The New Title Tuesday pick this week is The Red Car by Marcy Dermansky. I didn’t know I needed a refreshing dose of intelligent self-realization literature infused with dark humor until I began this dream-like quick read about a woman at a turning point.
Publisher Summary: A wildly imaginative, rebellious, and tender tale of independence from the critically acclaimed author of Bad Marie.
With each new novel, Marcy Dermansky deploys her “brainy, emotionally sophisticated” (New York Times) prose to greater and greater heights, and The Red Car is no exception.
Leah is living in Queens with a possessive husband she doesn’t love and a long list of unfulfilled ambitions, when she’s jolted from a thick ennui by a call from the past. Her beloved former boss and friend, Judy, has died in a car accident and left Leah her most prized possession and, as it turns out, the instrument of Judy’s death: a red sports car.
Judy was the mentor Leah never expected. She encouraged Leah’s dreams, analyzed her love life, and eased her into adulthood over long lunches away from the office. Facing the jarring disconnect between the life she expected and the one she is now actually living, Leah takes off for San Francisco to claim Judy’s car. In sprawling days defined by sex, sorrow, and unexpected delight, Leah revisits past lives and loves in search of a self she abandoned long ago. Piercing through Leah’s surreal haze is the enigmatic voice of Judy, as sharp as ever, providing wry commentary on Leah’s every move.
Following her “irresistible” (Time) and “wicked” (Slate) novel Bad Marie, Dermansky evokes yet another edgy, capricious, and beautifully haunting heroine—one whose search for realization is as wonderfully unpredictable and hypnotic as the twists and turns of the Pacific Coast Highway. Tautly wound, transgressive, and mordantly funny, The Red Car is an incisive exploration of one woman’s unusual route to self-discovery.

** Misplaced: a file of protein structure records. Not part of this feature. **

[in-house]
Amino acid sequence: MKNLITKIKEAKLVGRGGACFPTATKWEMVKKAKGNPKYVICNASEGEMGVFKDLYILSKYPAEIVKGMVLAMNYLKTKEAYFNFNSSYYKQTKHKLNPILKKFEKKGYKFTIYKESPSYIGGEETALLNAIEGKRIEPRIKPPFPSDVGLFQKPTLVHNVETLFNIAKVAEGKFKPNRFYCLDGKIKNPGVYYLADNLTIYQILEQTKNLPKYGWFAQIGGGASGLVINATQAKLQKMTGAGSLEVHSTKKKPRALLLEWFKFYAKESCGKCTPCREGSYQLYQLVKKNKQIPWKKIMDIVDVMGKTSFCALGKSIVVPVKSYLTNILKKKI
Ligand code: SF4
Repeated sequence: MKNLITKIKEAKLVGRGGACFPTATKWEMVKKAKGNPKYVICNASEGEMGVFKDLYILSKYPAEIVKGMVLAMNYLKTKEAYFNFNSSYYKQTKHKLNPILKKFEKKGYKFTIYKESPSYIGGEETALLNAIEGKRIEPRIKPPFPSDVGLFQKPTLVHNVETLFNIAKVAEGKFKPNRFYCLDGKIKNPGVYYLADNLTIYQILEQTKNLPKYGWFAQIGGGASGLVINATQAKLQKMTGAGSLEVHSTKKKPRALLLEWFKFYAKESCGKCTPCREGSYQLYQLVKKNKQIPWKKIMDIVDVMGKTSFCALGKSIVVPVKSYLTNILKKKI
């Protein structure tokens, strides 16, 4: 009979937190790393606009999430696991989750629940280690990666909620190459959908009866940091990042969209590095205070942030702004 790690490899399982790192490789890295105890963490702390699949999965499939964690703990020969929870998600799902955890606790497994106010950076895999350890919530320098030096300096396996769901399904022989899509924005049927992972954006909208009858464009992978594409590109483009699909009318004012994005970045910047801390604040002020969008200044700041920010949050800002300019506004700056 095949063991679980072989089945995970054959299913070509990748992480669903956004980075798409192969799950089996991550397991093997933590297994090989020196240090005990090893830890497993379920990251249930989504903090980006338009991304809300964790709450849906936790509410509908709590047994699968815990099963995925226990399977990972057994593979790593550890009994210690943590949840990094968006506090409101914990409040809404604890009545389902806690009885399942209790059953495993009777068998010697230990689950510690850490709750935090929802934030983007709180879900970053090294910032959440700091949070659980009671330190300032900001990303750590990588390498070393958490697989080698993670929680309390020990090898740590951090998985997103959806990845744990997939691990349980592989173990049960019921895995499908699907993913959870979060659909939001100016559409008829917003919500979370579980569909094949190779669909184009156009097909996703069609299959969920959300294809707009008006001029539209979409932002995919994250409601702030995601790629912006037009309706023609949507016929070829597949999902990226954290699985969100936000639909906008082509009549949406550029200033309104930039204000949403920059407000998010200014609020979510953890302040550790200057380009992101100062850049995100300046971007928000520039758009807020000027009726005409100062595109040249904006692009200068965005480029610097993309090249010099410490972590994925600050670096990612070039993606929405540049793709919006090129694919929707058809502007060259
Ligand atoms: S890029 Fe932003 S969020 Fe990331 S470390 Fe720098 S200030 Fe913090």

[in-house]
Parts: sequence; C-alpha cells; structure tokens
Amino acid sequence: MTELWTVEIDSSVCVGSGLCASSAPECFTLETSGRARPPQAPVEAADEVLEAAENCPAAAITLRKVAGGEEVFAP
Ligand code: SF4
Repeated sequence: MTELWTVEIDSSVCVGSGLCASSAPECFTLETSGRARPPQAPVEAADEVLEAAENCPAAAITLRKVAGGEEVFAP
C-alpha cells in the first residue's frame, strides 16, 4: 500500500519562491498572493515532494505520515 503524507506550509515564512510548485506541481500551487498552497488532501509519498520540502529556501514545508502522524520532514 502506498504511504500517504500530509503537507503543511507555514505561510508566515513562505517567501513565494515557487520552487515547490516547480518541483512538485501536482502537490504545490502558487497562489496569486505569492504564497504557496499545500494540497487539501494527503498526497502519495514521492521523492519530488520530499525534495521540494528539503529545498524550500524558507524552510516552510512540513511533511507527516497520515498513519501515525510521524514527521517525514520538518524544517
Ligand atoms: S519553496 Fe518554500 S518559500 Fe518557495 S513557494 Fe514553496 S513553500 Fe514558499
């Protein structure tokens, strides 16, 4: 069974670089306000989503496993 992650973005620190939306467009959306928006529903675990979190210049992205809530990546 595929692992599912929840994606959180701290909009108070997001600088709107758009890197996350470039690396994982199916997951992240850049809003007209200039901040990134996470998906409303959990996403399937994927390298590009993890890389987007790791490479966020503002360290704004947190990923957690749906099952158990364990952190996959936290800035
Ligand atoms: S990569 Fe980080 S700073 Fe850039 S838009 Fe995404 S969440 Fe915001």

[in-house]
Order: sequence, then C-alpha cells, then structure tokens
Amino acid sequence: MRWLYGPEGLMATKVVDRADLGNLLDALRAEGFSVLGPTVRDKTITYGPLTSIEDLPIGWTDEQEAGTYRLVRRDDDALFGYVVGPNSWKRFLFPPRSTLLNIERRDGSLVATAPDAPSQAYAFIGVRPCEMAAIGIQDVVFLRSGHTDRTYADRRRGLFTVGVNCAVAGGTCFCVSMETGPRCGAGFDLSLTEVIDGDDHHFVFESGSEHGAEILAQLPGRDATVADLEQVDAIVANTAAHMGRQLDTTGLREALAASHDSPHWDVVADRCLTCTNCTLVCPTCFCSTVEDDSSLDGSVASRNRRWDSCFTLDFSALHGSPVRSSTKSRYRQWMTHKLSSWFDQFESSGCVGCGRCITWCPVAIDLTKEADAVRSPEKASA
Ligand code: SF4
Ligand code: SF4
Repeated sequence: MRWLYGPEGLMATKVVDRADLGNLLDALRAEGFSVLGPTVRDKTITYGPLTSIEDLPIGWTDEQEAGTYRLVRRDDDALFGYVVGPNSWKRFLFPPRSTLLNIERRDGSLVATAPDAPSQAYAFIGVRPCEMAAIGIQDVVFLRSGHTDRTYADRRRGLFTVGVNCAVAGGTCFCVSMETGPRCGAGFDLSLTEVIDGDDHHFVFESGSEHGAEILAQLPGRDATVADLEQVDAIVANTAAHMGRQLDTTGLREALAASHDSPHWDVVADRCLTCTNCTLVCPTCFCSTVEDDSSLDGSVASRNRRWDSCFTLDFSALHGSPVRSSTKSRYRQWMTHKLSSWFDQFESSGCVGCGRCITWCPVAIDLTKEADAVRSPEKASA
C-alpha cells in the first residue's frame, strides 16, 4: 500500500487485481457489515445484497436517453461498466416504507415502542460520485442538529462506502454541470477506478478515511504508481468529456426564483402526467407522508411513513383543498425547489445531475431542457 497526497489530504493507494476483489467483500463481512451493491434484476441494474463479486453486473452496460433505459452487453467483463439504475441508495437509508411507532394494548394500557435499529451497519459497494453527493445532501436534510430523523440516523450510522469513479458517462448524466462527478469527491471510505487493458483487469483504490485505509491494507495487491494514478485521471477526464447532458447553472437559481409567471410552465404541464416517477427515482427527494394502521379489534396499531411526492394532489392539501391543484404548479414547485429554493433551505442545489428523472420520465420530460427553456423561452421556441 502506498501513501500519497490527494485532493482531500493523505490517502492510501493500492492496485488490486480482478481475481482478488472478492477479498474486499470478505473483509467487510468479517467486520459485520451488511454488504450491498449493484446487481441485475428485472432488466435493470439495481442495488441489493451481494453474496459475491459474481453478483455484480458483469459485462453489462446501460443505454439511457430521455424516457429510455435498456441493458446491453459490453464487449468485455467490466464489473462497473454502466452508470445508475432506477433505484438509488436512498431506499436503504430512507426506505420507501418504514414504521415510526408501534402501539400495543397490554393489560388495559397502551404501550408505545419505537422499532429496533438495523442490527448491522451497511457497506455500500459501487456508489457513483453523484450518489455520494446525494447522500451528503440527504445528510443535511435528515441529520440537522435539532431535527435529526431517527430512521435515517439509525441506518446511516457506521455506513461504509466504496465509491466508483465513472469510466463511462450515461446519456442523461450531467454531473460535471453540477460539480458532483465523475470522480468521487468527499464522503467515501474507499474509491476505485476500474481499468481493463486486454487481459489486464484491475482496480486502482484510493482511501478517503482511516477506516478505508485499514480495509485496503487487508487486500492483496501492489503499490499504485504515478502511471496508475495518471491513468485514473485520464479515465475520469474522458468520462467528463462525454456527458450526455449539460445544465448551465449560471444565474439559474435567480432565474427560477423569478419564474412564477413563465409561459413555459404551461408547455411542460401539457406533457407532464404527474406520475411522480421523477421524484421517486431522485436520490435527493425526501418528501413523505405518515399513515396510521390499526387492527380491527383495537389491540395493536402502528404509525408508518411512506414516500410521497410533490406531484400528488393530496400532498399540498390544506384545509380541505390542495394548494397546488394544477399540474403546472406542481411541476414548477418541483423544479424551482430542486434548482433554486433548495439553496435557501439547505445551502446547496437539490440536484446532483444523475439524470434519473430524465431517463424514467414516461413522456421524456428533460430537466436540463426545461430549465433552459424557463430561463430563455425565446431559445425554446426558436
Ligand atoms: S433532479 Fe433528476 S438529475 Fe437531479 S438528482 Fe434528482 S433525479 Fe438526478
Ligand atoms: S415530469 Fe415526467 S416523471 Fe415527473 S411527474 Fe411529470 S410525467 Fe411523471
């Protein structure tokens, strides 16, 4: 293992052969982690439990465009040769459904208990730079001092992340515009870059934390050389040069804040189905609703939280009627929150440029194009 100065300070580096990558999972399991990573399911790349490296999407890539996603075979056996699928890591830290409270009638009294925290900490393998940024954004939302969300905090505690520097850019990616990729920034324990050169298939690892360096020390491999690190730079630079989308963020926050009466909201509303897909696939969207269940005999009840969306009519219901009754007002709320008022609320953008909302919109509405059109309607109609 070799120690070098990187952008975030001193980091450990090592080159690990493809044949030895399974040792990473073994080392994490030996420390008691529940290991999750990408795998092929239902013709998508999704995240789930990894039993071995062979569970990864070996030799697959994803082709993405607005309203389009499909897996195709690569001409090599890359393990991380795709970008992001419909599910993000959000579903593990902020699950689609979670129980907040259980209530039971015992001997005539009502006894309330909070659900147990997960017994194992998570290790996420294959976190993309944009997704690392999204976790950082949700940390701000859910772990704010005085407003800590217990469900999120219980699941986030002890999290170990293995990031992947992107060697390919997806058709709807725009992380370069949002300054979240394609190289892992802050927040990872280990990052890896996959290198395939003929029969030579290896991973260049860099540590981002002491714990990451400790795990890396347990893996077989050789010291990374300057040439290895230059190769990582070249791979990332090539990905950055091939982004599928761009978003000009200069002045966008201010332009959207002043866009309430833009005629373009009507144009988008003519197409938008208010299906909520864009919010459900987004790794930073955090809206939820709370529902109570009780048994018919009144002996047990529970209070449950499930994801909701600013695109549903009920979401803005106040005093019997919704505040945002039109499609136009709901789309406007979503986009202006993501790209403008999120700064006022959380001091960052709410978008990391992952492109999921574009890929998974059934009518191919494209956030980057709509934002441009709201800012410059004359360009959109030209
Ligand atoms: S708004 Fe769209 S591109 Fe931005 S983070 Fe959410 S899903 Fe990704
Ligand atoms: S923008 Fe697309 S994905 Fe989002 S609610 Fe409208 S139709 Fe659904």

Initially, I wasn’t sure that I would end up appreciating the main character Leah because of her very questionable and sometimes mean college behavior that begins the book. But, in the larger context, who am I to judge the reckless behavior of young adults? However, it didn’t take long to become enmeshed in the quest and identify with Leah’s messy past and stalled present.
Through literary references to Sylvia Plath and Haruki Murakami and the ever present “ghost” of Judy questioning and commenting on Leah’s thoughts and actions, Dermansky deepens Leah’s story that looks at both the fear and the necessity of starting over.
The Red Car poses questions then careens to the next scene leaving the reader to figure it out later. That’s OK because the story is the thing. The car in the story is both vehicle and metaphor for how much control over our own lives are we willing to take? Are we passengers or drivers or merely haunted?
As Marion Winik said in her Newsday review, “This seemingly artless but in fact very controlled novel is on one level, a fairy tale complete with fairy godmother, and on another, a whispered goad to the reader: Live the life you really want.”